Humanising Big Data

Sara M. Watson: Big Data for Humans (BD4H)—that’s a really interesting title for a company.

Helena Wasserman: The reference to humans came from our mission to democratise big data and make it easy to use in every day marketing decisions. Historically, software that analyses customer data is designed for people with technical skills. We designed The Customer Graph with the marketer in mind, so we could empower that person to use all the customer data sitting in their CRM and drive value from it. The idea is to make it easy and quick.

 

SMW: So you don’t need to have a PhD in Statistics?

HW: Ah no! Extracting data from the software is as easy as shopping online! Select the customers you want to contact, add them to your cart, and send them an email—that’s it.

Retailers have little resources and big ideas. We’re focused on helping them personalise marketing quickly and cost-effectively.

 

SMW: I’m interested in BD4H’s graph approach. What does it change?

HW: Graph theory allows you to analyse customers based on similarities beyond age or geography, and to derive more dynamic insights that are immediately actionable.

If you want to target your customers with customised content, your insights need to be more granular; graph theory gives you that unprecedented richness. Netflix, Spotify, LinkedIn, and Facebook’s technology is derived from the same theory.

 

From Techstars to The Working Capitol

SMW: What did you take away from your time at [accelerator and investor] Techstars?

HW: I was hired as an associate and came on board to help companies with business development and marketing. Before Techstars, I’d always thought, “Oh, I need to have a groundbreaking idea!” if I were to start a company. But at Techstars, I learned that it’s not all about your idea. They look at the people first, then the market. The idea comes third. They’re investing in you as a person; they have to believe in you – your business idea might change or evolve.

And that’s where I met the BD4H founders, too.

 

SMW: BD4H started in the UK. What brought you to Singapore?

HW: Well, AirAsia came to us to develop their data science capabilities and were so impressed by the speed at which we worked that Tony Fernandes, Air Asia’s founder, decided to become an investor. So off we went to expand into Asia!

We’re serving all of Asia Pacific’s markets and are just getting started, so it’s pretty exciting.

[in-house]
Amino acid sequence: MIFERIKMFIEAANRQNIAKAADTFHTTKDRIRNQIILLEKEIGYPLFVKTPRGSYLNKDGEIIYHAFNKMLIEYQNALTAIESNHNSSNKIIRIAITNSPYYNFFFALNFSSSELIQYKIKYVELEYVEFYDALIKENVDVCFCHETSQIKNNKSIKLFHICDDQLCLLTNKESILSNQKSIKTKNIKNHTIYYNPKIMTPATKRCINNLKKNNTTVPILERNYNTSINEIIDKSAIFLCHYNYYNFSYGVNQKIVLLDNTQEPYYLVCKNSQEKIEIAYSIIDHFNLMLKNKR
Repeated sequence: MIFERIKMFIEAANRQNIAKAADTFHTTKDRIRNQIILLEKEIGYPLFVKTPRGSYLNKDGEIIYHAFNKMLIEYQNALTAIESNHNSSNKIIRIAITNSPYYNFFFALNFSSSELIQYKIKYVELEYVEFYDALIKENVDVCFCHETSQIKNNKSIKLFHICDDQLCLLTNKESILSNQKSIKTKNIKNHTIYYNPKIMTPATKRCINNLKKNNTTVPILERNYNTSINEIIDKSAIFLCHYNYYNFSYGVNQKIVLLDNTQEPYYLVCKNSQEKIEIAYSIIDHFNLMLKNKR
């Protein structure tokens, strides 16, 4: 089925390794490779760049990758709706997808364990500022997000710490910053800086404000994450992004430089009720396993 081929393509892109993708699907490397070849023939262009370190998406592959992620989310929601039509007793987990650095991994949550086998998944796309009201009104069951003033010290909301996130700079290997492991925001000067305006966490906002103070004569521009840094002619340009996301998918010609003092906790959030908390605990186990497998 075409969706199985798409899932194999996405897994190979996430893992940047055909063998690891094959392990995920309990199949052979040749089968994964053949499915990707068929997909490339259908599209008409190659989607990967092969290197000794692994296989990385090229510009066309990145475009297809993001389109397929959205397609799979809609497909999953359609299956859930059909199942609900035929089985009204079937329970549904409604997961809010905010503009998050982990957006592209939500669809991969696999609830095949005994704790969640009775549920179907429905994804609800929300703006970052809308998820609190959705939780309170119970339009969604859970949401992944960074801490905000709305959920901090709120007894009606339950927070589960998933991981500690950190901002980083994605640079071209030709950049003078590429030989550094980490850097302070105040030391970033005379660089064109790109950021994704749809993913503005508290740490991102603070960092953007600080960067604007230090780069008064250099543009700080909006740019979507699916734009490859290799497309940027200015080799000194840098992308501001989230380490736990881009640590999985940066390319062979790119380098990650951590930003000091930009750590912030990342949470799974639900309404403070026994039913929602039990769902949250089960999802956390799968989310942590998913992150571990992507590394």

SMW: And what brought you to The Working Capitol?

HW: Actually, Peter [Ellen], our BD4H co-founder, heard about The Working Capitol.

I think the team of The Working Capitol has done a fantastic job. Soothing colours, beautiful plants, lots of natural light… These things really make a huge difference to your mood and level of productivity. I remember far too well my days working in dark cubicles even with fantastic organizations like the Clinton Foundation, so it’s amazing to see how far we have come to re-create the work environment.

The Working Capitol even has that right balance—you can work on your own but also have conversations with people when you want to. I’m a huge fan.

 

SMW: You said earlier you come in on the weekends, too?

HW: Yes, Florence at The Daily Roundup downstairs [jokingly] tells me “Go home, lah!” when she sees me, but I love this space. It’s perfect to brainstorm, to write, to think and research, even to book flights! The Working Capitol gets me in a creative mood—it’s a special place.

 

SMW: Do you have anything that you wish you knew, right off the bat when you arrived in Singapore?

HW: When I first got here I wasn’t going outdoors at all. It was just focusing on the business. I wish I knew earlier about all the amazing hikes you can do here—like the ones in MacRitchie Reservoir. There, only fifteen minutes away [by car from The Working Capitol], I’m in the jungle, surrounded by monkeys and in complete silence. Singapore’s so urban, you forget that you’re on an island.

 

People, First

SMW: What do you look for when you’re hiring?

HW: We look for smart people who can get stuff done, reflect on what’s working and what isn’t, and adapt fast. We also look for people who understand the culture of our business, which is one with no or little ego. We are lucky that Singapore attracts lots of smart, ambitious people with a taste for adventure in business and life!

 

SMW: Anything that’s worked well for you so far in hiring?

HW: Investing in LinkedIn Recruiter instead of spending time posting on all the different tech platforms. It’s a bit on the expensive side but worth it, because you get hundreds of applicants in a couple of days who are specific for your role.

 

SMW: Do you have any influences that shape your approach towards doing business or management?

HW: Our co-founder Peter has a great management and leadership style. He’s obviously a great businessman, having sold his last business to Oracle, but he is also just extremely kind, and always respectful. He understands how to motivate people and the importance of building a diverse business to generate creativity.

I also really believe in bold business leaders who take action to preserve our planet’s resources, like [Bill] Gates—he just launched a fund to tackle climate change. Building a company for pure financial profit is a very outdated business model.

 

Sara M. Watson is a technology critic and calls The Working Capitol her writing home. She tweets @smwat.